Shero thanked the Columbus organization and in particular their GM, Jarmo Kekalainen, in a statement for letting Castron join the Devils. He also stated that “Paul has an outstanding track record of evaluating and developing prospects for more than 20 years. We feel that he has the experience and leadership qualities to help us accomplish our player development goals.”

The 53 year-old, who currently lives with his family in Penfield, New York, should be a good fit to run the Devils scouting department. He has experience in helping build expansion teams from the ground up in both Ottawa and Columbus. This should give him the skills necessary to help build New Jersey into a contender again by assembling the team through the Draft. Free agents and trades are great, but for long-term success, a team needs to be stocked through the Draft and this move seems to be another step by the Devils that shows their commitment to this process.

Zubrus and the Devils Part Ways

In yet another sign of change for the Devils and a push towards the roster getting younger and freeing up some cap space, Dainius Zubrus was placed on unconditional waivers on July 29 with the purpose of terminating his contract. According to NHL.com via war-on-ice.com, he was set to make $3.1 million this season, the final year of his contract.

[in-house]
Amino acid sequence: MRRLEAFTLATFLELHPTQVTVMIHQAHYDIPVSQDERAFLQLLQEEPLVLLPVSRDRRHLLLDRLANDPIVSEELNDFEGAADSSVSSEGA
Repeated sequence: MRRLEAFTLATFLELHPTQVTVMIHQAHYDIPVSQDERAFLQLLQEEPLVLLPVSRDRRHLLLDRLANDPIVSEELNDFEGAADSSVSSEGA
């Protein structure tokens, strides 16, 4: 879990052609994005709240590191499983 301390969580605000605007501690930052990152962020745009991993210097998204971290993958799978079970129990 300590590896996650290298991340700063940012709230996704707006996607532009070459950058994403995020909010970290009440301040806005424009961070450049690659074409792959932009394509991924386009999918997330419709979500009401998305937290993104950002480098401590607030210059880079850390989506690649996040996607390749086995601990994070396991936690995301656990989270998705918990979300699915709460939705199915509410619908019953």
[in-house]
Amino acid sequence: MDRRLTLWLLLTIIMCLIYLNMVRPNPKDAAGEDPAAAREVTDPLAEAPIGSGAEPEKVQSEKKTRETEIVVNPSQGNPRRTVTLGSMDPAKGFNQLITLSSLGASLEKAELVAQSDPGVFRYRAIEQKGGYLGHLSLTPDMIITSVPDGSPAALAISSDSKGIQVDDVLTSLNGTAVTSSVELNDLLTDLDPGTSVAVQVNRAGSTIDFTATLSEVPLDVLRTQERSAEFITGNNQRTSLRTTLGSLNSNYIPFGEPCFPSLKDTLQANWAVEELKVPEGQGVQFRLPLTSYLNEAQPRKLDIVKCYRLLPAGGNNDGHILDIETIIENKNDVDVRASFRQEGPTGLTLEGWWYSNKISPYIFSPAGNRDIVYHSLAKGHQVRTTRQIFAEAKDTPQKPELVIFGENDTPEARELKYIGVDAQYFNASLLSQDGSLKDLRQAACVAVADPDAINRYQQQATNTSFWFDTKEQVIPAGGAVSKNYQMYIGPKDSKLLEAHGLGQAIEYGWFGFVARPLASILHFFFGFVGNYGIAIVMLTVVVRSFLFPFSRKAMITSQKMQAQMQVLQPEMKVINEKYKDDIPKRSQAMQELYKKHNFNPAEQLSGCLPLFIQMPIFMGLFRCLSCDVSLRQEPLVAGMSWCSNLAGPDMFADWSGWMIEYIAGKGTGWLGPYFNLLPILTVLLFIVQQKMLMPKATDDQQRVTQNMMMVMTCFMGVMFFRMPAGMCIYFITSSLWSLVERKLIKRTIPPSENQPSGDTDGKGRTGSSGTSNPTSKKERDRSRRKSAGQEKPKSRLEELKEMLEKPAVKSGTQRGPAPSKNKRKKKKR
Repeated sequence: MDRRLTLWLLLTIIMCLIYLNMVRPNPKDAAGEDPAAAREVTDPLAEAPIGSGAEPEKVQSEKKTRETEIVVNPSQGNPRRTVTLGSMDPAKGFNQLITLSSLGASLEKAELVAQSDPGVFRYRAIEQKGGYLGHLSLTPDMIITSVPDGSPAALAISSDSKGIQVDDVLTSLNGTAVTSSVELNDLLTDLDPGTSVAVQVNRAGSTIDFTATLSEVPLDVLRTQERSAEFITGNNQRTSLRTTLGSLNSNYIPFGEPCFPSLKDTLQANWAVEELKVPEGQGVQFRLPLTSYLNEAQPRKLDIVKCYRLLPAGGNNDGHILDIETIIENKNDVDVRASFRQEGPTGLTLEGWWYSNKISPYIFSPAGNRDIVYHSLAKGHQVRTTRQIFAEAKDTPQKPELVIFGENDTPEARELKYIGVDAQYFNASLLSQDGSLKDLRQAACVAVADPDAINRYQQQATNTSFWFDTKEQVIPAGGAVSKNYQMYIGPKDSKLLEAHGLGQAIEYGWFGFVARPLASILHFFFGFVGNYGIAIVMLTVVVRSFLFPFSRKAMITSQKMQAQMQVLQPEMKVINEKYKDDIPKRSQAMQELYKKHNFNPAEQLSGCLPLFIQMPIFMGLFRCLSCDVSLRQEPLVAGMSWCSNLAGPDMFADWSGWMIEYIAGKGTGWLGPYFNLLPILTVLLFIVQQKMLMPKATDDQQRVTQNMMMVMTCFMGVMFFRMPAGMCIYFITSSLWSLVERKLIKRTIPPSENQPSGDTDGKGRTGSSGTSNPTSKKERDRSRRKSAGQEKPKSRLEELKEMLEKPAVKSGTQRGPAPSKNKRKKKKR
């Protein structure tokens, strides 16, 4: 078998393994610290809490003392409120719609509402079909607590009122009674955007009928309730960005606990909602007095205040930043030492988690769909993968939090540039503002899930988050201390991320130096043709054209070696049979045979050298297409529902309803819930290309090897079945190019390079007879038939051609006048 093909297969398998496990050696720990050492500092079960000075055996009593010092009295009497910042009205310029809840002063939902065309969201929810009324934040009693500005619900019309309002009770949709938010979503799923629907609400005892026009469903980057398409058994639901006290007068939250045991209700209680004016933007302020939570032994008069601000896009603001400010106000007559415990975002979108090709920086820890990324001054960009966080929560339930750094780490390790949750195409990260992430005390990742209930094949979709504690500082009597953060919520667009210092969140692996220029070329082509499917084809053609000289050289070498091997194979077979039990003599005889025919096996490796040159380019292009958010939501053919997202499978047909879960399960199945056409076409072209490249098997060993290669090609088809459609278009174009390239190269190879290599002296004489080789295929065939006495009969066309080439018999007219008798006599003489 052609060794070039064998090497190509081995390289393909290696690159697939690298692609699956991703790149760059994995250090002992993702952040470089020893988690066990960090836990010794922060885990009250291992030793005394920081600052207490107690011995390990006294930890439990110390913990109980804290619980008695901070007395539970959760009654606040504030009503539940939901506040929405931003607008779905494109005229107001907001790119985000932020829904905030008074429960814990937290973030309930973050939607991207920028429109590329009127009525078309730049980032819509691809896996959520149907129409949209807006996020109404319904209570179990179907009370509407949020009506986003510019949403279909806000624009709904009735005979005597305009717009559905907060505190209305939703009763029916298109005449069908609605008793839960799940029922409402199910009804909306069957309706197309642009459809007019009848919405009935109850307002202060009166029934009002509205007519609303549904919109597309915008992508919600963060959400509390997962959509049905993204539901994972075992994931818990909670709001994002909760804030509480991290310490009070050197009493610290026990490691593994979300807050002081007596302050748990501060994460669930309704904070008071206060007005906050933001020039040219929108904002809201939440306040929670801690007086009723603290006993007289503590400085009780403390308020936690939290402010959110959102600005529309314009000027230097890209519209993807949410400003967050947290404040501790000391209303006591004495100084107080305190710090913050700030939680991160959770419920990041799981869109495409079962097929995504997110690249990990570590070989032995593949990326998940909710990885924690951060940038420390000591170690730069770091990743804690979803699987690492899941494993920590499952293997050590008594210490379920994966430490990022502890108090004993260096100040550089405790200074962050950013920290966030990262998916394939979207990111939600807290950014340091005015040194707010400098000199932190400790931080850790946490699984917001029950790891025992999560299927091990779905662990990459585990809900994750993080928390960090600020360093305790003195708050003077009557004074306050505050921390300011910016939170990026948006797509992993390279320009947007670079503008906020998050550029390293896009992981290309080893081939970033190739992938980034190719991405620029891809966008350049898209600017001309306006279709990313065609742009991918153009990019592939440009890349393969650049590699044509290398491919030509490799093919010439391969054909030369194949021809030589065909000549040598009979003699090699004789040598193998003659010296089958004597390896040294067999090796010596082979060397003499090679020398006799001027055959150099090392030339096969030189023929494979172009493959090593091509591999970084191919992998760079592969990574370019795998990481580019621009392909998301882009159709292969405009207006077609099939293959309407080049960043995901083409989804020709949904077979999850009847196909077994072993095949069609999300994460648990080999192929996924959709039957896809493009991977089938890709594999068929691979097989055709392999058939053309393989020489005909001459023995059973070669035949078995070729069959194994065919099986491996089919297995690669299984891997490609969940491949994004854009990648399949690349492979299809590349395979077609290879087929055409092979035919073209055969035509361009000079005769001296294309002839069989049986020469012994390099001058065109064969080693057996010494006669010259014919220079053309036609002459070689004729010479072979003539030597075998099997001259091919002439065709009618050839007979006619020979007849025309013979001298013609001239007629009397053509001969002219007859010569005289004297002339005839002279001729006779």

The 37-year-old winger, a native of Elektrenai, Lithuania, will now be a free agent and it will be interesting if he opts to retire or try one last charge for that elusive Stanley Cup. He made the Finals with Philly in 1997, his rookie year (after being drafted 15th overall in the first round of the 1996 Entry Draft) and with the Devils in 2012, but came up short both times.

Zubrus played eight seasons with the Devils and 18 total NHL seasons. In addition to the Devils, he also played for the Flyers, Canadiens, Capitals and Sabres. His career totals include 225 goals and 359 assists for 584 points in 1,243 games. He also has 771 penalty minutes. In the playoffs, he has 11 goals, 24 assists for 35 points in 92 games to go with 72 penalty minutes. His plus/minus in the playoffs is also an even 0.

After coming to the NHL as an 18-year-old, having never played a game in the minors, Zubrus would go on to become as steady an NHL player as a team could ever hope for. He would become consistent and reliable, a consummate professional, something Devils fans have seen over the last eight years of his career. The problem is just that Father Time caught up with him, he got a little bit slower of foot and the team is now in the middle of a of a rebuild/restructuring phase.